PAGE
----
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Alaskans challenge flight security system in court

August 18, 2005

By Andy Sullivan

WASHINGTON (Reuters) – Three Alaskans and one former state
resident sued the U.S. Transportation Security Administration
on Thursday in an effort to find out what information the
agency collected about them as part of its troubled airline
passenger screening program.

In a complaint filed with the U.S. District Court in
Anchorage, two travel agents and two public school
administrators argued that the TSA broke the law when it
secretly assembled profiles of air travelers when it tested its
system last fall.

They also said the agency should be prevented from
destroying any of the other passenger profiles it has created.

The plaintiffs, who have challenged the passenger screening
program in the past, include school officials who rely on
commercial air services to travel around the remote parts of
the state. One of them, John Davis, said he has run into
problems because his name matches one on a “no fly” list of
suspected security risks. Another, Charles Beckley, recently
retired to Montana.

“Plaintiffs believe that the creation of identity based
national security systems unwisely weakens long-standing
individual rights and the protections against governmental
abuse of power these rights provide,” the four said in their
complaint.

The TSA has been trying to develop a more reliable method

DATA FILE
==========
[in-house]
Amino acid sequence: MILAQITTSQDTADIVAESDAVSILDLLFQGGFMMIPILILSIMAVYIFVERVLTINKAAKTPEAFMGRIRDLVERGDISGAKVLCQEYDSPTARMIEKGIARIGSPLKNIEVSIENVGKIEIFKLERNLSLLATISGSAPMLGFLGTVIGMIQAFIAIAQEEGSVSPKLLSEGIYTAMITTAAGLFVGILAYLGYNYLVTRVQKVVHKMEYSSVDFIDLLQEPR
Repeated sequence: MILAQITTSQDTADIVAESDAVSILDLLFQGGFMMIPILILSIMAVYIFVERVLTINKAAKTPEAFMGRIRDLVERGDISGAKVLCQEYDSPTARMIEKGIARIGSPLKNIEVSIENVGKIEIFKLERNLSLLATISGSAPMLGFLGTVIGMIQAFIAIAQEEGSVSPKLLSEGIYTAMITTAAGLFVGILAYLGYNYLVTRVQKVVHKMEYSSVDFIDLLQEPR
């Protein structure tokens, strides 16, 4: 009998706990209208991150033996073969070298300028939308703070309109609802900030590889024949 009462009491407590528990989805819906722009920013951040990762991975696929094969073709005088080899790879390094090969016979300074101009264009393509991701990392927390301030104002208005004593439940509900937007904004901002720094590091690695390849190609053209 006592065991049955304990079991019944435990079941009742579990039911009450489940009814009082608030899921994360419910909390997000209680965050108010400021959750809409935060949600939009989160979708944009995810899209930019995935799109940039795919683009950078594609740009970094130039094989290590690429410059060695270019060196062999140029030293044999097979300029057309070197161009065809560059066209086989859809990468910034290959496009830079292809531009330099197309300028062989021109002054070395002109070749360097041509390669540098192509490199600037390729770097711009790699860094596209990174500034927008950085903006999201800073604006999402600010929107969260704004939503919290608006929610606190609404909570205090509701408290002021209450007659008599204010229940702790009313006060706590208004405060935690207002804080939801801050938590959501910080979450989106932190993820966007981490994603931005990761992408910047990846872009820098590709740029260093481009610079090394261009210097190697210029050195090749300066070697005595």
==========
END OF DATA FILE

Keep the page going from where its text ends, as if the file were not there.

to check passengers against the “no fly” list, over the
objections of activists who say such a system would
unnecessarily compromise personal privacy.

In an effort to cut down on cases of mistaken identity, the
TSA last fall hired a contractor to combine airline flight
records with passengers’ date of birth, home addresses and
other personal information purchased from commercial data
brokers.

The TSA had said earlier that it wouldn’t use personal
information.

In July, the U.S. Government Accountability Office said the
agency had violated the 1974 Privacy Act, which requires the
government to tell citizens when it collects information about
them.

The four Alaskans have since tried to find out what the TSA
knows about them, as the 1974 law allows, but the agency has
told them it doesn’t have any information on them.

“We had nothing on these four individuals, zero,” TSA
spokesman Brian Doyle said, adding that the agency only sampled
15 million passenger records out of the 60 million airplane
trips people took in June 2004.

TSA destroyed 3 million records as part of its testing
process in April but has not destroyed any since, he said.

Doyle said privacy officials within TSA and its parent
agency, the Department of Homeland Security, are now monitoring
Secure Flight to ensure that it does not run afoul of privacy
laws in the future.




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